Saturday, July 16, 2011

Not With a Bang But a Whimper

In reference to the final stanza of "The Hollow Men," whether Eliot was alluding to Guy Fawkes and the end of his plot or not, it is the case, in my estimation, that Eliot was prescient beyond his own, or his critics' ken. Not by bombing or by warfare, but literally by the whimper that may be heard when the world as we know it fails and falls due to the breakdown of the information age as it is contained within cyberspace. Whether this is due to a deliberate act, or acts, or due to unintended consequences of inadvertant overload, it is evident that the possibility of such failure is real, and perhaps imminent.

That someone, or some electronic entity, is lurking within your personal system, taking and planting information unbidden by you, the user, is a given. In my own case, my computer has virtually maxed out its capacity by the simple addition of layer after layer of "protection" against such threats, and still they come.

This is nothing, given that we are hearing now of the extent to which the US military has been compromised by unbidden "spying" within its secure cybersystem. That world banking could be likewise compromised goes without saying.

Do you think it unrealistic that "it" may all come tumbling down?

8 comments:

Vee said...

Hope not, but I do think that is possible. If someone can develop a system, someone else can probably figure out how bring it down.

Secondary Roads said...

It certainly appears that "they" are building a house of cards.

Ilene said...

When I was a kid, the concept of "the end of the world" used to scare me to death, and thus the concept of God scared me. I thought that He, with his own powerful hand, was going to bring the world to its fateful end. Now I watch the news and say, "Yes, it really could happen, and God won't do it, Mankind will do it to himself. God, in his omniscience, would have known this when He inspired the book of Revelation to be written. Perhaps Eliot was inspired too.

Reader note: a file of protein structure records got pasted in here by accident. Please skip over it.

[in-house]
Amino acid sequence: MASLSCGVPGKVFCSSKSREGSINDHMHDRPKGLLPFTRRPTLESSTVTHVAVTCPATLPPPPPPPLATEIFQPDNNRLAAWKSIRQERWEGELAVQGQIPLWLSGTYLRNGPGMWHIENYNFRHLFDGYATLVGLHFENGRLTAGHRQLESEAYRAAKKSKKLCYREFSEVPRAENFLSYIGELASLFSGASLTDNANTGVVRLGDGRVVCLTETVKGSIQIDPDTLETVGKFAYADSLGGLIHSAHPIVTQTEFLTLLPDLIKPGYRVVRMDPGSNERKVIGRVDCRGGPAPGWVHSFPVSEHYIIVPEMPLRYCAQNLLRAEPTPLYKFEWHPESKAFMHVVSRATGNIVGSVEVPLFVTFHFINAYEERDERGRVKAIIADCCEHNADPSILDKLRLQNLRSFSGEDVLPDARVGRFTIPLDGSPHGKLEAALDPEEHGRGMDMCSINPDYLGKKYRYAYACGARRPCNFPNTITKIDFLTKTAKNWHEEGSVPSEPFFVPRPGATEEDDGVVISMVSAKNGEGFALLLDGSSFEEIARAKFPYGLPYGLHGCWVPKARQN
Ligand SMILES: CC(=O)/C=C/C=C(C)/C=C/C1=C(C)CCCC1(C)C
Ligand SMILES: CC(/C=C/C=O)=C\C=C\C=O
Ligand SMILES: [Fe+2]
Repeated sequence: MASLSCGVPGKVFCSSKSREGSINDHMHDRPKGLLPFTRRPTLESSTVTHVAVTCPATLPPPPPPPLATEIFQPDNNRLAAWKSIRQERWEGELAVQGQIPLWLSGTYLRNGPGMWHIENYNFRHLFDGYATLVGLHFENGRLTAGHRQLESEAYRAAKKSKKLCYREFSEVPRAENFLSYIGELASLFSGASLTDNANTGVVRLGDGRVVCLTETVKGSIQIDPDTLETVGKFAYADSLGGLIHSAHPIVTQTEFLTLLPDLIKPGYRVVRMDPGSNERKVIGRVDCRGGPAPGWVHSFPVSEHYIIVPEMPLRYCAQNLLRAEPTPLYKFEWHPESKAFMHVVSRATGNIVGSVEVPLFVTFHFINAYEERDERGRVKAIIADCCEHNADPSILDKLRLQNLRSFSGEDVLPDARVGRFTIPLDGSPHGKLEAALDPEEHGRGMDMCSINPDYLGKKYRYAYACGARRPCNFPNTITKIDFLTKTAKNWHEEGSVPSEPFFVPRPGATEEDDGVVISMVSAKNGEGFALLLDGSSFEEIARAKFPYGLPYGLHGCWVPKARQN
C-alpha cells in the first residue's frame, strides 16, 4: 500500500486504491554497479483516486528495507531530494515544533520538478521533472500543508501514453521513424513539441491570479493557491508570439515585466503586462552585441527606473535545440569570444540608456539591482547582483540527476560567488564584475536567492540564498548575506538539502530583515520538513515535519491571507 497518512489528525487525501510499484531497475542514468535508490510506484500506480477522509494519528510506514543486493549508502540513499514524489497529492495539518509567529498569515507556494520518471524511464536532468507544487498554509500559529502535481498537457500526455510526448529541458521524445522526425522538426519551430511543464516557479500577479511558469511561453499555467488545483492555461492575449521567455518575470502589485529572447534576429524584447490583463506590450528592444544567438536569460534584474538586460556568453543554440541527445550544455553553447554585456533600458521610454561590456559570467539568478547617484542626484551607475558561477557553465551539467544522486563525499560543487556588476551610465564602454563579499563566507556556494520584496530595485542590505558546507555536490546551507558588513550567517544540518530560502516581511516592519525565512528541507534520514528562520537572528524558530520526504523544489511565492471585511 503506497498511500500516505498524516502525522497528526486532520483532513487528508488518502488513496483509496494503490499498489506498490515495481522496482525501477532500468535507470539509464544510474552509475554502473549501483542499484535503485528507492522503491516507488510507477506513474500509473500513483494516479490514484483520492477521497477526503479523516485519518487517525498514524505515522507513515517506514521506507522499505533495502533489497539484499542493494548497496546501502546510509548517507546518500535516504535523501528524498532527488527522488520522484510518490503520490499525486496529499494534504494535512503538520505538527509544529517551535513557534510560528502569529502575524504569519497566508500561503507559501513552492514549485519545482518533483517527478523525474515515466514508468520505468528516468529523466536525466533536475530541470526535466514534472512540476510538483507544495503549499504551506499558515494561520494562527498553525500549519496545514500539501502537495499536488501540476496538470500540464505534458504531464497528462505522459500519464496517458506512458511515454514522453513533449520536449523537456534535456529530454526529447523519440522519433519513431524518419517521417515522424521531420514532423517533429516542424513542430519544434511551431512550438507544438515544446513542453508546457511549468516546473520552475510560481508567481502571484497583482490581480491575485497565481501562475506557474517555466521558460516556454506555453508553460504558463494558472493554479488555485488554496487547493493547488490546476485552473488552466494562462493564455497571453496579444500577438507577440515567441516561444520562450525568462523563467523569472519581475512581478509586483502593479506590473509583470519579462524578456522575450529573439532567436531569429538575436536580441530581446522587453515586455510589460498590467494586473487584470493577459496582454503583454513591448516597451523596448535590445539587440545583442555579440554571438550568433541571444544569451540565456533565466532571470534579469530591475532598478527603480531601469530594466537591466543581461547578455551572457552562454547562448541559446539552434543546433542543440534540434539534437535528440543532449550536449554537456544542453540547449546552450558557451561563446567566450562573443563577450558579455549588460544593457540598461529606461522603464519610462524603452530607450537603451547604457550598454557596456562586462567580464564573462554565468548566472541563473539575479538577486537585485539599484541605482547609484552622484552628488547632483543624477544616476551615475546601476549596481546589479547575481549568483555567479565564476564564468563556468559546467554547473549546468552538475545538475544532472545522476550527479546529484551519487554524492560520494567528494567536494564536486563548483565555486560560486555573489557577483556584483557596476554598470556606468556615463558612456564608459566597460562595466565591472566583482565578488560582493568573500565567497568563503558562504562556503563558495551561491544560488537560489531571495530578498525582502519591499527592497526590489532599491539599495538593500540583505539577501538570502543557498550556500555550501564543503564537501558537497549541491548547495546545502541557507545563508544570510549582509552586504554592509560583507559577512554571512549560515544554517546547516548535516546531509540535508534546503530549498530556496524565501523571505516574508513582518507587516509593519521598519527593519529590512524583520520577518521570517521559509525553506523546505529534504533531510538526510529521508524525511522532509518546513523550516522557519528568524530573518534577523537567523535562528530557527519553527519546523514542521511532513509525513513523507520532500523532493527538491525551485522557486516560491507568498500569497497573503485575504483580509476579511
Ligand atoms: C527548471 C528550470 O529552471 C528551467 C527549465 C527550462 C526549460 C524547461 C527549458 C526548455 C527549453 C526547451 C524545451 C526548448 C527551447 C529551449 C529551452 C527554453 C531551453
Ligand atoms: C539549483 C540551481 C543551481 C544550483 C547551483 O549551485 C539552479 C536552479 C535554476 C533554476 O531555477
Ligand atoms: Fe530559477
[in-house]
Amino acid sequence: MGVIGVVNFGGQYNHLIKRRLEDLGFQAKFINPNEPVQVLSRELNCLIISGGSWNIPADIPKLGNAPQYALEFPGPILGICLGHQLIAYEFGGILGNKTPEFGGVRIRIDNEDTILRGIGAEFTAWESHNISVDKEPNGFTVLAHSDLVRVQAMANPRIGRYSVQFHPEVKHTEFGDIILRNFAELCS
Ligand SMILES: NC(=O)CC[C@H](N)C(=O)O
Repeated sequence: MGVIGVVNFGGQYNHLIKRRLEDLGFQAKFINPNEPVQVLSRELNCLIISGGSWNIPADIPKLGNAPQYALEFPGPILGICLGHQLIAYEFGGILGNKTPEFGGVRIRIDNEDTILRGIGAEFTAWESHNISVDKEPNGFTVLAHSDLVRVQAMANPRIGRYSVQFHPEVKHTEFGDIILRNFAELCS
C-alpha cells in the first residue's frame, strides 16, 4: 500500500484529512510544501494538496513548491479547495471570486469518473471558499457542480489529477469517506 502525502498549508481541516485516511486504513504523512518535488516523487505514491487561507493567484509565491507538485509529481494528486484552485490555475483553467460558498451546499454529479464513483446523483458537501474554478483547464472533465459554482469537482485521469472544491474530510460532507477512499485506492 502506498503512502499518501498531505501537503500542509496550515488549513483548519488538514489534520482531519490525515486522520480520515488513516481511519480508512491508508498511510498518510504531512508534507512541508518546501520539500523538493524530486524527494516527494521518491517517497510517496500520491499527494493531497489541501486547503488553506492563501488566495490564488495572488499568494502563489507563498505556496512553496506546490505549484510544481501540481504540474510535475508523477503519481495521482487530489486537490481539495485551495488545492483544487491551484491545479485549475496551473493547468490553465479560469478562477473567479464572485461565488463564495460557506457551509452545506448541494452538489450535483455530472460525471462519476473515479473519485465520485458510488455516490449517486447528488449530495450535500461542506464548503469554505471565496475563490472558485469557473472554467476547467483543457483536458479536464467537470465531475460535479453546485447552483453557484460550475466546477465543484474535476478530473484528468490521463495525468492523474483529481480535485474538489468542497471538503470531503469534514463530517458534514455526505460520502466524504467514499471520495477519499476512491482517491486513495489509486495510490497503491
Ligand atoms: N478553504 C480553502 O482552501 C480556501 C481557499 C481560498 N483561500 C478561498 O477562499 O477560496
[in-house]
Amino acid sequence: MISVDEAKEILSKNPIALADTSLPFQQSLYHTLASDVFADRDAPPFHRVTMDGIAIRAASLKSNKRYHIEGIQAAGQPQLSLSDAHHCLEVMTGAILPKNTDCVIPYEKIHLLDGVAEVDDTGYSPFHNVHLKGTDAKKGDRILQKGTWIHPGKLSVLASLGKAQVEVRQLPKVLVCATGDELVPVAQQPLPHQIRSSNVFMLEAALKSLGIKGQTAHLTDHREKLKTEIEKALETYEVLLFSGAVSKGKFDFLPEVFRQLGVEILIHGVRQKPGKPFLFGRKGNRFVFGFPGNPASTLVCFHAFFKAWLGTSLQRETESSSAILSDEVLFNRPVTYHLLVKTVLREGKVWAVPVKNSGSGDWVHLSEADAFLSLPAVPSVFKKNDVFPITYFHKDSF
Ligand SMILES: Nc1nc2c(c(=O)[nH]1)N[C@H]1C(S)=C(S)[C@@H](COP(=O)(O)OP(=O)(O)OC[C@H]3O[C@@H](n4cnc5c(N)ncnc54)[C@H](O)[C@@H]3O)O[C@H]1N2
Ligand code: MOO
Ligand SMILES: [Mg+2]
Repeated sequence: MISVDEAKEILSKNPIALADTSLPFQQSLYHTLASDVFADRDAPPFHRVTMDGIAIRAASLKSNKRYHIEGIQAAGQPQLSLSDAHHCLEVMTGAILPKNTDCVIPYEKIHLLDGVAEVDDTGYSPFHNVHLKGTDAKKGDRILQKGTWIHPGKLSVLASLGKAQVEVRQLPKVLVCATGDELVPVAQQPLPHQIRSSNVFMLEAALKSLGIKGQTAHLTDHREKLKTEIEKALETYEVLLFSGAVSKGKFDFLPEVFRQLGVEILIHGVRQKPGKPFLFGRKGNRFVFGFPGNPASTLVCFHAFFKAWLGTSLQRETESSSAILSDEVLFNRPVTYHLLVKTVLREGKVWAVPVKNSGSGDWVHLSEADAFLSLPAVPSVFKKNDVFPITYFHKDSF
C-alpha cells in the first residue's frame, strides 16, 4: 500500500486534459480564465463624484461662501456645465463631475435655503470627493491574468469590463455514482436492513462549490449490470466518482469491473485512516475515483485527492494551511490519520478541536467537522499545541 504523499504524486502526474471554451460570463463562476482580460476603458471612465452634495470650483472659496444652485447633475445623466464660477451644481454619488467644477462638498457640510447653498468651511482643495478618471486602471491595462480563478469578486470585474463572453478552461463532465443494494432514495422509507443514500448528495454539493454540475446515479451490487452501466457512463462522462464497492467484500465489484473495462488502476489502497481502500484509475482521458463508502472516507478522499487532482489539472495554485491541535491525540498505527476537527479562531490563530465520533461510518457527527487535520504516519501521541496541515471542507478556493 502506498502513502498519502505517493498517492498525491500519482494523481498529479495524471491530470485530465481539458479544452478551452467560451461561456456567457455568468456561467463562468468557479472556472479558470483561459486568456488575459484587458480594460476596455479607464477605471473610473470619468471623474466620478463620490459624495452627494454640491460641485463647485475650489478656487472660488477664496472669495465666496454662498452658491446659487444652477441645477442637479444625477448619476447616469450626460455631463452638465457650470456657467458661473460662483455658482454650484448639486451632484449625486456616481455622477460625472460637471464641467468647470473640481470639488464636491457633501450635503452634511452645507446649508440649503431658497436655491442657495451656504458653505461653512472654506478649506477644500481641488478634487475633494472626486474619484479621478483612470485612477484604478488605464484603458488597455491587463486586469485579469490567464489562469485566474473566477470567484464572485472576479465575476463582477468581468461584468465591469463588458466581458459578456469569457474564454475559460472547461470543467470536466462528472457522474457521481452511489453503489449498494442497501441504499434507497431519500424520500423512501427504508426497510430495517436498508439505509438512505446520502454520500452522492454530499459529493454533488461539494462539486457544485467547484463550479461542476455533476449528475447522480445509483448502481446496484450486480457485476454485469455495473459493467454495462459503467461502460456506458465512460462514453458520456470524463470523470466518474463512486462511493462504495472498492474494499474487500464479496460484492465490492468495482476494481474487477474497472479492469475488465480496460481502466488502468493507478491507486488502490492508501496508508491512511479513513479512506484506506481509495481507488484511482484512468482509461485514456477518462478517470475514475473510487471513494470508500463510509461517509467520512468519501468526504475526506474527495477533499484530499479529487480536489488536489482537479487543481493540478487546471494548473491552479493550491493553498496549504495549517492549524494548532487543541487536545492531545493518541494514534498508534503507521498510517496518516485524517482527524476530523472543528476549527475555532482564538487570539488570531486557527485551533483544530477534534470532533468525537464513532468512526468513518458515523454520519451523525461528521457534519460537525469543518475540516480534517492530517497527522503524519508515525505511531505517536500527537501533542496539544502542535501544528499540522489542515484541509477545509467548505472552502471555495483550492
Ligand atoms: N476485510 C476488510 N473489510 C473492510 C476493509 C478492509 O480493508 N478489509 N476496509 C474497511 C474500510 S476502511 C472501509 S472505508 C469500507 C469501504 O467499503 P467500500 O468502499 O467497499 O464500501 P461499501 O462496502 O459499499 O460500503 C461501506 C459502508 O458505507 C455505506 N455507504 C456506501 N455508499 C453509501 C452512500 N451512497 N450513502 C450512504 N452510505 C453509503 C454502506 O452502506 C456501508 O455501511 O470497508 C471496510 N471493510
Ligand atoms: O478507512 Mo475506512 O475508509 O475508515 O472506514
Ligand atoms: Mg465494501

vanilla said...

Vee, the corollary to "The Field of Dreams" notion that "if you build it, they will come" may be, "If you build it someone will destroy it, or misuse and abuse it."

Chuck, or perhaps as Pogo observed, "We have met the enemy, and he is us."

Ilene, though I am not a scholar, I have long believed that every society engenders within itself the seeds of its own destruction.
I fear that we, the world as a whole, have grown and planted, and are nourishing just such seeds. Just a matter of time until they come to fruition.
I am not a gloom-and-doomer, just a realist.

jimgrey said...

I make part of my living in computer security. There are absolutely, positively ways to shut off networks from the outside world, and increasingly this is what is being done with large data banks. The company I work for, for example, allows in/outbound Internet access over only a tiny sliver of its network -- in an entirely separate network, actually, that has no connection to any other network in the company. There is literally no way for the network that has Internet access to reach the other company networks; it is physically impossible.

The problem is that so many companies are not very smart about how they secure their data centers. But they all *get* smart after the first attack that compromises their data.

vanilla said...

Jim, thanks. It is somewhat comforting to know that there are networks that are impervious to attack. One supposes, though, that there is always the simple expedient of cutting off the power source?

jimgrey said...

Sure, power can be cut. But it can also be restored. Depending on the kinds of computers involved, they may come back up as if nothing happened.

vanilla said...

Jim, we Muggles tend to over-simplify everything.